It's Dev4Dev's time again!

My favourite gathering of developers happens 2 or 3 times a year, it’s called Dev4Devs. This is a free event which Microsoft runs, where ANYONE can present a topic but they only have 20min! This means that in a morning you see 7 topics and rather than getting swamped in all the details you dive directly to the really important parts.

The topic list is below, and there is some exciting topics there and even some non-MS technology is covered too!

I am also really glad that the entire ATC team at BB&D, which is the team I work in, is presenting – they are highlighted in the list below!

The next one comes on the 4th September 2010 and it occurs at Microsoft’s offices in Johannesburg and you can register at https://msevents.microsoft.com/CUI/EventDetail.aspx?EventID=1032456806&Culture=en-ZA

Session List for Dev4Devs

Windows Phone 7 - Getting Started

A high level introduction to getting started with Windows Phone 7 development including: where to begin, options for developers, thinking about design and a demonstration application.

Presenter: Johannes van Schalkwyk

Making MVVM easy

Starting with WPF, Silverlight or WP7? Heard of MVVM but think it’s WAY too complex for your simple application? Join me for a crash course using the easiest MVVM framework available… Caliburn.Micro!
Presenter: Rudi Grobler (ATC Team Member)

Why you should care about Google Closure

Closure is a modularised set of JavaScript libraries that can assist you in building rich internet applications.

It's been battle-tested by Google on sites like: Gmail, Google Docs and Google Maps.

Attend this short intro to get an understanding of how important these libraries are and why you should consider using them in your next big internet app.

Presenter: Simon Stewart

Introducing NHibernate 3

The daddy of .NET ORM is back with a new release, in this session you'll see a few of the newest features - such as a full IQueryable LINQ provider - that makes NHibernate 3 the best release yet!
Presenter: Kevin McKelvin

Branding SharePoint 2010 with MasterPages, Layouts and CSS

One of the largest limitations of WSS3.0 and MOSS2007 is the ability to brand SharePoint without intricate knowledge of the platform and in some cases breaking a few rules and modifying out of the box system files to get the desired look and feel. Come and see how the theming engine in SharePoint 2010 together with CSS, Master Pages and Layouts can be used to brand your SharePoint site using the amazing new SharePoint Designer 2010.
Presenter: Brent Samodien

Unit Testing - Code Coverage & Mocking

In this presentation William will demonstrate how code coverage tools help measure the effectiveness of your unit tests.  He will also show how Mocking tools can help to add value to your unit tests and ensure that all edge-case logic is properly checked.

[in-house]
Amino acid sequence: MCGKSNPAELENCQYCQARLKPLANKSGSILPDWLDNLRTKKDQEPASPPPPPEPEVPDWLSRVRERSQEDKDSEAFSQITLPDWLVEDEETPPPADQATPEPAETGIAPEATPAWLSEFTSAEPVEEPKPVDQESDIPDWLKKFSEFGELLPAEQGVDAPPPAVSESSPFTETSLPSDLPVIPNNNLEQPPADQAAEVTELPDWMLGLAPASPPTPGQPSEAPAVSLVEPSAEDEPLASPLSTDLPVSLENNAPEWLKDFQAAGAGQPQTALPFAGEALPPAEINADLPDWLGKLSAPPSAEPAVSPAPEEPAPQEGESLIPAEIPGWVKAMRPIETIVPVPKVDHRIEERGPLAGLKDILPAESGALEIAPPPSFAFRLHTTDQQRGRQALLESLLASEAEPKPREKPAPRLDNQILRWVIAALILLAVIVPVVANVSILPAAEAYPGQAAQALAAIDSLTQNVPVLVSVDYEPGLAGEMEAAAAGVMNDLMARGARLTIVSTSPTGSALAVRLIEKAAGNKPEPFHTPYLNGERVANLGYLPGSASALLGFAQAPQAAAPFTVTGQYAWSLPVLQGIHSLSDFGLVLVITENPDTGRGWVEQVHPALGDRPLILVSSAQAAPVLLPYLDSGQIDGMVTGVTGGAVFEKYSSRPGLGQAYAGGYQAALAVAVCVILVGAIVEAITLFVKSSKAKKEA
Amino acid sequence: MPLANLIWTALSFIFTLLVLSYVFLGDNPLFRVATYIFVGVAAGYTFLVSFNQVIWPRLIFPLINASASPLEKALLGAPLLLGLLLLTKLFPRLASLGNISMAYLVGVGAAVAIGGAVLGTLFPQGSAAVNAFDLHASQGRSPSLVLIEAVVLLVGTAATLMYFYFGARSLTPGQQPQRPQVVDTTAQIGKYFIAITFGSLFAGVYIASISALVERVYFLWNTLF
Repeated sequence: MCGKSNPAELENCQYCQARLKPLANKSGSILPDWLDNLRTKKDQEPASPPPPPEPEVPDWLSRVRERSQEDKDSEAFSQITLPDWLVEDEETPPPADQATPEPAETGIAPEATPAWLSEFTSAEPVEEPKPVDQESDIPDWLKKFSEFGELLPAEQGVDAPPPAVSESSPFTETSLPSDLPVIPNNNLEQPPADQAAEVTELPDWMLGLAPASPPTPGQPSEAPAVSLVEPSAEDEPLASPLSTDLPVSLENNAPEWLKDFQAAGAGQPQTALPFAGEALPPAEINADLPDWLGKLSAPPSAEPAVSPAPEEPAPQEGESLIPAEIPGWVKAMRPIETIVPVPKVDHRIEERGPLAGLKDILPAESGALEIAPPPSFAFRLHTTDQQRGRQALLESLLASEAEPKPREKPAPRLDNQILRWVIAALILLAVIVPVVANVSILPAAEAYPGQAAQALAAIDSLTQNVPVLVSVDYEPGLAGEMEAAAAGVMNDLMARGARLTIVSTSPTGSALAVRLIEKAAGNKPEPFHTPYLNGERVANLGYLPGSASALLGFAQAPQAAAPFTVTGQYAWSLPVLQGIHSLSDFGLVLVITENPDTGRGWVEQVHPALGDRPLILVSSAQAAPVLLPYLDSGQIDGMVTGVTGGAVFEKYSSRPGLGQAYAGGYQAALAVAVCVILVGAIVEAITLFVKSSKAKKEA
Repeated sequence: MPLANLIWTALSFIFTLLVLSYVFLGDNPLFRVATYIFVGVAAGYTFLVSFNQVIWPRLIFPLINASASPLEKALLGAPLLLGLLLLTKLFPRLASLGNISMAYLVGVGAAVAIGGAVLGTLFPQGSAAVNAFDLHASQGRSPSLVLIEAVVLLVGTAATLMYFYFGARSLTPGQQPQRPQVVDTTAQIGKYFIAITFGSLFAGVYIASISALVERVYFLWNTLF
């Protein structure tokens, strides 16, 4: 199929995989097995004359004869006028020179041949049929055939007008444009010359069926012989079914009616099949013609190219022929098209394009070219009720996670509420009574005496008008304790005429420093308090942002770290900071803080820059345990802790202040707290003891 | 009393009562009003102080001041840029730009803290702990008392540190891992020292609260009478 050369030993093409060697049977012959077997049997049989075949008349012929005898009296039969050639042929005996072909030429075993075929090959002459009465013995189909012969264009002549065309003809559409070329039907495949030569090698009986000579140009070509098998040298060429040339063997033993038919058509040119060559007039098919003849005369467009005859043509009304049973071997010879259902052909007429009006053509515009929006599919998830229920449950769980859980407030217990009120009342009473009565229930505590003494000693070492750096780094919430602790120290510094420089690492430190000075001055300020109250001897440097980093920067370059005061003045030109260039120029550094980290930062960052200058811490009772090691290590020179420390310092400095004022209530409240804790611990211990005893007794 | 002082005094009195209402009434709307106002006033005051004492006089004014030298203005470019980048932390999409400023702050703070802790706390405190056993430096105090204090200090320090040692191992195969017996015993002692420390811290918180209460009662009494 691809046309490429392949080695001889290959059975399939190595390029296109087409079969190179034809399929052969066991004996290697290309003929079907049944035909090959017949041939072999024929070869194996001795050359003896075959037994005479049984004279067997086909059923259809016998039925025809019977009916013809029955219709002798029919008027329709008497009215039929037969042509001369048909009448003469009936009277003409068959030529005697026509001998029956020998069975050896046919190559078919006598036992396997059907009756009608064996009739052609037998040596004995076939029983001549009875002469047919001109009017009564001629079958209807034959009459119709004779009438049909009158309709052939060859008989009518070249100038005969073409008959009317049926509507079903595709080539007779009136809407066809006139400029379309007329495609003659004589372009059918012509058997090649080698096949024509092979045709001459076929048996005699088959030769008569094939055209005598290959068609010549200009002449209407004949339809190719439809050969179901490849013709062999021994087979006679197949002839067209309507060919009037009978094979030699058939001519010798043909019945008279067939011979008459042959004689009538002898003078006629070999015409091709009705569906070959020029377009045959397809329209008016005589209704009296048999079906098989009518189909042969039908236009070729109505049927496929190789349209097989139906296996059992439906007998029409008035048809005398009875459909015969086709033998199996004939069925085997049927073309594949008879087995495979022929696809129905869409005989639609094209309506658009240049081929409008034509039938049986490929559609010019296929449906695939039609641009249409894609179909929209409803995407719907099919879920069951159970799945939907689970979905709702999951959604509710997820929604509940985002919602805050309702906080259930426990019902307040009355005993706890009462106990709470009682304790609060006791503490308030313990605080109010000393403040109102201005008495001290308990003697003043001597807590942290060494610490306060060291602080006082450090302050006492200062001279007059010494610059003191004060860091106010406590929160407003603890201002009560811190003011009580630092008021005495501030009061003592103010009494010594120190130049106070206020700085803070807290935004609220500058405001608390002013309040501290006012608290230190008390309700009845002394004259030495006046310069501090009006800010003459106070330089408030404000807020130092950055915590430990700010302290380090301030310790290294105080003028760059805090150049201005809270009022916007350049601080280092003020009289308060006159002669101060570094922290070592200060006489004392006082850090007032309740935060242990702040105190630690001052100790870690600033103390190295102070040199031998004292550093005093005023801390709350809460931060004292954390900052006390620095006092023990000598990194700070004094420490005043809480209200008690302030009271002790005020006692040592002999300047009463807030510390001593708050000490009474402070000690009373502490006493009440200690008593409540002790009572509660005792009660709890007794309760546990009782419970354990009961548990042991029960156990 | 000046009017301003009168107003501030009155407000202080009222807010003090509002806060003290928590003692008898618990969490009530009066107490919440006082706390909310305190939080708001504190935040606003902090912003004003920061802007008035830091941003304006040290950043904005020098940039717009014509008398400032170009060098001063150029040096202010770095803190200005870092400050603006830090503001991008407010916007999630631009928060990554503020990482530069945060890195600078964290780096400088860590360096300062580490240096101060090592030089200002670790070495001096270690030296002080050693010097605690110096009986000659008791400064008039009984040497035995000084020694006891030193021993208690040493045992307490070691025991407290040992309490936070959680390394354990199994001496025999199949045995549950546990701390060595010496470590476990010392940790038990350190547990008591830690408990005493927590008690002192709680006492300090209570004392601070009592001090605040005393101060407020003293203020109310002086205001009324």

Presenter: William Brander (ATC Team Member)

Getting ready for Windows Azure development

Heard about the cloud? Excited about the possibilities? In this session we have a 1000-mile introduction to Microsoft’s operating system for the cloud, Windows Azure, how it compares to the other cloud offerings that are out there and how to get your hands dirty with the skill-up process. Endless possibilities + new tech = fun stuff.
Presenter: Ryno Rijnsburger

An introduction to Mercurial Source Control

Want a quick introduction into a Distributed Version Control System (DVCS)? Meet Mercurial it is a cross-platform, fast, lightweight source control management system designed for easy and efficient handling of distributed projects.
Presenter: Zayd Kara (ATC Team Member)

Making money with Coded UI

Coded UI is a brand new feature of Visual Studio 2010 which enables you to quickly build automated user interface tests for your application and run them as if they were unit tests. In the talk we will look at how Coded UI can change your life, one UI at a time!
Presenter: ME! (ATC Team Member)

Hack .Net in 10 Seconds - Why obfuscation is critical

Hacking 101 – I demonstrate how to bypass basic copy protection in an unobfusctaed .Net application through reverse engineering and show how obfuscation adds a layer of protection. I also demonstrate additional techniques for protecting your applications from hacking once they are released in the wild.
Presenter: Mark Pearl

Composite Applications with PRISM

In this session Stephan will demonstrate how to leverage the Composite Application Libraries to create modularized applications for WPF and Silverlight. He will also show you how to do multi-targeted development by sharing lots of code between the web and desktop applications.
Presenter: Stephan Johnson

An Introduction to Pex and Moles

An introduction into Pex and Moles, covering the basics of Mole Types and Mole Stubs and Parameterised Testing.
Presenter: Dave Russell

ASP.NET Dynamic Data

I will briefly introduce ASP.NET Dynamic Data by showing how to build a complete data maintenance web application with almost zero code.

Moving on, I will demonstrate some standard ways of customising a Dynamic Data application, and some more advanced non-standard customisation techniques. I will finish off by illustrating how Dynamic Data libraries and controls can be leveraged in other applications that don't normally use dynamic data.

Presenter: Brady Kelly

ASP.NET MVC 3

As you probably already surmised, ASP.NET MVC 3 is the next major release of ASP.NET MVC. Join us as we highlight the upcoming features and modifications to this popular framework.
Presenters: Jaco Pretorius and Kobus Brummer

10 Aug 2010

Wrapping up the VS & TFS hands on labs event

EventBanner

A recent Saturday (31st July), we ran a free day of Visual Studio 2010 and Team Foundation Server 2010 hands on labs. This event was run at the Bytes training facilities in Midrand, who set us up with 50 machines for people to use. BB&D jumped in and helped out with snacks (and giving me and Zayd time during work to plan this).

Together with Brent, from Bytes, and Zayd we ran around helped people out and got a ton of setup done! The crowd was fantastic (we had 70% to 80% attendance) with loads of hallway conversation about everything from licensing, Microsoft and even Visual Studio!